BUT...I would have loved if Hatfield had been able to better articulate some of those differences. I'm a facts and figures guy mainly, and she mainly appealed to "getting along." Ethics reform is something I feel strongly about, but I think you need some substance to back up that one strong issue. Don't get me wrong, I would totally vote for her if I could, and the point I tried to make in my post was that I think she would sound more substantive, as well as nice, after a couple sessions of intense study under her belt.

Anonymous said...

The name of Ridgway's old website indeed sounds shocking, though if put in context, it makes a LITTLE better sense.
Ridgway's blog started last spring, shortly after a law was passed, which was sponsored by BRAMBLE. HB 493 Stalking Amendments. The law drastically broadened what could be deemed as stalking, such that harsh political criticism about someone on a website could fall under the law (except for a constitutional challenge).
One Republican insider, shortly after it passed, called it the "Michael Ridgway law." That same Republican insider used a bogus stalking injunction against Ridgway in an effort to keep him from attending Republican events.
Had the judge made findings of fact, the Utah Supreme Court probably would have struck the injunction down, but instead remanded it back to the judge to make those findings. Eight months later and numerous problems for Ridgway later, the judge has still not made the findings, and the injunction is still in place.
Read the Supreme Court case; it's informative to say the least (especially when you know what the documents and e-mails cited REALLY said). http://ww.utcourts.gov/opinions/supopin/Towner030408.pdf
Then read this letter that Bramble was copied on 8 days before the injunction was ever filed: http://www.slcspin.com/2006/05/mark-towner-and-throwing-yourself-on.html

Anonymous said...

Clarification:
The stalking injunction brought against Ridgway was brought under the old law, and the Supreme Court opinion was made under the old law.
Given the facts presented, the Supreme Court would probably strike the injunciton down under the old law, but when you read the changes that have recently been made by the NEW law (sponsored by Bramble), a case with similar facts would now be UPHELD (except for a constitutional challenge).

Ridgway v. Jarvis, Bramble, Towner, et al said...

I would be grateful if anyone who was in attendance at the debate last night would be so kind as to make contact with me, especially any who saw the interchange between me, Susie Bramble, and the Brambles' two teenage sons.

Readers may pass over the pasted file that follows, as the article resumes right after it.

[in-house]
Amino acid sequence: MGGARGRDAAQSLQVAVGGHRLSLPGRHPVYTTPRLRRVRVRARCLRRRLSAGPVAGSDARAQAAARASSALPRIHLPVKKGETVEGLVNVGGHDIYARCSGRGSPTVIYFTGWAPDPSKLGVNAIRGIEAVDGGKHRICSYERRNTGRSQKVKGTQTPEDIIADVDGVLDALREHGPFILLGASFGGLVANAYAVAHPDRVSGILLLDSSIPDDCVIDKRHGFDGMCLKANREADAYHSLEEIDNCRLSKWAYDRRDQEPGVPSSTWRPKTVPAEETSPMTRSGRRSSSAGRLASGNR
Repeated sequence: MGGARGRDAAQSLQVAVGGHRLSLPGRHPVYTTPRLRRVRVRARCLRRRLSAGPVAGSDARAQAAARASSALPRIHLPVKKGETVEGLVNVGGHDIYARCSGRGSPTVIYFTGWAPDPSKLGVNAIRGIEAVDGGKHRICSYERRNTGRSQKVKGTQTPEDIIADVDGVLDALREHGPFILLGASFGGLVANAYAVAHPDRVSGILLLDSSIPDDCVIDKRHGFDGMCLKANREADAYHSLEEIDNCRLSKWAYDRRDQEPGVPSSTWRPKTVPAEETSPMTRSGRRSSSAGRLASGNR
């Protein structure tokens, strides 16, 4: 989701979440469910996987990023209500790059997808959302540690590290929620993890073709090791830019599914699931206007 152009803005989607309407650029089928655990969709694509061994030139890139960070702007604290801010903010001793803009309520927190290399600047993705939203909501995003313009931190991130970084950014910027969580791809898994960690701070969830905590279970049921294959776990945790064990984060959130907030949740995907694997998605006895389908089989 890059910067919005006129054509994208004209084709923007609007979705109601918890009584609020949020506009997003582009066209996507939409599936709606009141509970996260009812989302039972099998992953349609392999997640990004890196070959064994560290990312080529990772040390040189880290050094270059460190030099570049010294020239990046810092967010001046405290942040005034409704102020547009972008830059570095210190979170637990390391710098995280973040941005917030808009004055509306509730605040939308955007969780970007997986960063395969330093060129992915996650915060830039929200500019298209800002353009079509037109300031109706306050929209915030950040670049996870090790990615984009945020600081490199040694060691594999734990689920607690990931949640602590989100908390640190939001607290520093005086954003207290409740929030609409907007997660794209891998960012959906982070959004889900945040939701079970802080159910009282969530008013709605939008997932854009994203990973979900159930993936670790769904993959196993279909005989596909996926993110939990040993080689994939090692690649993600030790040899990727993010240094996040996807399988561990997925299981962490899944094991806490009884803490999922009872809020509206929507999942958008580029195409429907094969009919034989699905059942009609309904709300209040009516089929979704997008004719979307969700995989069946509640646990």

Phone contact is preferred at this point. My number is 801-438-4139.

I would also be happy to answer any questions from any who are unclear as to what my "agenda" is.

Gratuitous smear and cheap shots from anonymous posters, on the other hand will be viewed with contempt.

Mike Ridgway

Cameron said...

"Incumbent candidates enjoy a huge advantage in debates because of their experience."

I watched a debate with Rob Bishop last week and had the same thought. He seemed so much more polished, comfortable, and confident than his opponent.

Sarah said...
This comment has been removed by the author.
John said...

Hello readers, I am John Curtis and with my wife, Sue we hosted the debate last week. Sue and I had worked hard to create an atmosphere of fairness to the candidates but more importantly we wanted a discussion centered on issues. Leading up to the debate we felt pressure from a number of people who had agendas to make a candidate look good or bad based on biased questions or other aspects of the evening. This is why we did not allow questions from the audience and why I asked Mike not to film the event. He clearly had an agenda and it was not based on a discussion of issues. I had never met Mike and I know very little about him. I had a very short period of time to deal with him but it was my impression at the time that he wanted to make a disturbance and that he wanted to be kicked out of my home. I couldn't allow him to make a disturbance but I was obliged to assist him on his desire be to asked to leave my home. I believe we all have methods we use to impact the political process. Mike's may be valid but it was not his home and not his evening.

Sue and I applauded all four of the candidates for running and we know first hand the difficulty of staging a meaningful campaign.